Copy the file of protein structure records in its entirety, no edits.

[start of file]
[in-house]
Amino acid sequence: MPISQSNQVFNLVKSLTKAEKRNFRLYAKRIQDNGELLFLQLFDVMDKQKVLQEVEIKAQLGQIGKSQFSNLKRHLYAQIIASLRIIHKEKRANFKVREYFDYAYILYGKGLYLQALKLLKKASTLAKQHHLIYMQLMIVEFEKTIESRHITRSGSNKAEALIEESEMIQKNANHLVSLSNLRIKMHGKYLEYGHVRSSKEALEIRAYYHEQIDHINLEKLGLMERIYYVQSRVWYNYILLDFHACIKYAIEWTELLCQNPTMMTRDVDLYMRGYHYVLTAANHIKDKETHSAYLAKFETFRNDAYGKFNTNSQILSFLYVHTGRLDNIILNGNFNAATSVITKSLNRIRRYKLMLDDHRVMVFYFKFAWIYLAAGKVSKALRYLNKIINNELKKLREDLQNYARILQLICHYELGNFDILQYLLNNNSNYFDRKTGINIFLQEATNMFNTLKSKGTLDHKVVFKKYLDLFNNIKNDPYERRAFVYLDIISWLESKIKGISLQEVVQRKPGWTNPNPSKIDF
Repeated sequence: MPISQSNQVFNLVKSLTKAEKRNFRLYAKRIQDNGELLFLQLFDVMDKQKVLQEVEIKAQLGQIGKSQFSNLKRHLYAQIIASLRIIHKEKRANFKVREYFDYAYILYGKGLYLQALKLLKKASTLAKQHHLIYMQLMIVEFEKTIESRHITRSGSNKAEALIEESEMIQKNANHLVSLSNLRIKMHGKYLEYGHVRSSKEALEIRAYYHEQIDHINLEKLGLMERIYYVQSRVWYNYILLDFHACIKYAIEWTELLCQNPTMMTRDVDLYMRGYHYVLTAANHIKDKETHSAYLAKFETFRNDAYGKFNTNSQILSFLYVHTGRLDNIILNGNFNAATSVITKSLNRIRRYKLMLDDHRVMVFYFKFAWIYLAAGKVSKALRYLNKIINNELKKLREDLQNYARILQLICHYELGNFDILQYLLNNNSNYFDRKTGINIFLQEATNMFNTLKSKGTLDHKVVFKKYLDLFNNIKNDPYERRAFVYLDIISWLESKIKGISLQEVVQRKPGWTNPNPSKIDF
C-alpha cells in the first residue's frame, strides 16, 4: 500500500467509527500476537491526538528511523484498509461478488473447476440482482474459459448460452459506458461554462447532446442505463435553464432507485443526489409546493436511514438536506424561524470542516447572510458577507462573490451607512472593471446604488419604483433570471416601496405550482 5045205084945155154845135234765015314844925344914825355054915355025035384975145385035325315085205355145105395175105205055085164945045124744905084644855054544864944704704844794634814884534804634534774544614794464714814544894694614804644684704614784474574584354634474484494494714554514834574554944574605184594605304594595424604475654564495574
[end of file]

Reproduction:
[in-house]
Amino acid sequence: MPISQSNQVFNLVKSLTKAEKRNFRLYAKRIQDNGELLFLQLFDVMDKQKVLQEVEIKAQLGQIGKSQFSNLKRHLYAQIIASLRIIHKEKRANFKVREYFDYAYILYGKGLYLQALKLLKKASTLAKQHHLIYMQLMIVEFEKTIESRHITRSGSNKAEALIEESEMIQKNANHLVSLSNLRIKMHGKYLEYGHVRSSKEALEIRAYYHEQIDHINLEKLGLMERIYYVQSRVWYNYILLDFHACIKYAIEWTELLCQNPTMMTRDVDLYMRGYHYVLTAANHIKDKETHSAYLAKFETFRNDAYGKFNTNSQILSFLYVHTGRLDNIILNGNFNAATSVITKSLNRIRRYKLMLDDHRVMVFYFKFAWIYLAAGKVSKALRYLNKIINNELKKLREDLQNYARILQLICHYELGNFDILQYLLNNNSNYFDRKTGINIFLQEATNMFNTLKSKGTLDHKVVFKKYLDLFNNIKNDPYERRAFVYLDIISWLESKIKGISLQEVVQRKPGWTNPNPSKIDF
Repeated sequence: MPISQSNQVFNLVKSLTKAEKRNFRLYAKRIQDNGELLFLQLFDVMDKQKVLQEVEIKAQLGQIGKSQFSNLKRHLYAQIIASLRIIHKEKRANFKVREYFDYAYILYGKGLYLQALKLLKKASTLAKQHHLIYMQLMIVEFEKTIESRHITRSGSNKAEALIEESEMIQKNANHLVSLSNLRIKMHGKYLEYGHVRSSKEALEIRAYYHEQIDHINLEKLGLMERIYYVQSRVWYNYILLDFHACIKYAIEWTELLCQNPTMMTRDVDLYMRGYHYVLTAANHIKDKETHSAYLAKFETFRNDAYGKFNTNSQILSFLYVHTGRLDNIILNGNFNAATSVITKSLNRIRRYKLMLDDHRVMVFYFKFAWIYLAAGKVSKALRYLNKIINNELKKLREDLQNYARILQLICHYELGNFDILQYLLNNNSNYFDRKTGINIFLQEATNMFNTLKSKGTLDHKVVFKKYLDLFNNIKNDPYERRAFVYLDIISWLESKIKGISLQEVVQRKPGWTNPNPSKIDF
C-alpha cells in the first residue's frame, strides 16, 4: 500500500467509527500476537491526538528511523484498509461478488473447476440482482474459459448460452459506458461554462447532446442505463435553464432507485443526489409546493436511514438536506424561524470542516447572510458577507462573490451607512472593471446604488419604483433570471416601496405550482 5045205084945155154845135234765015314844925344914825355054915355025035384975145385035325315085205355145105395175105205055085164945045124744905084644855054544864944704704844794634814884534804634534774544614794464714814544894694614804644684704614784474574584354634474484494494714554514834574554944574605184594605304594595424604475654564495574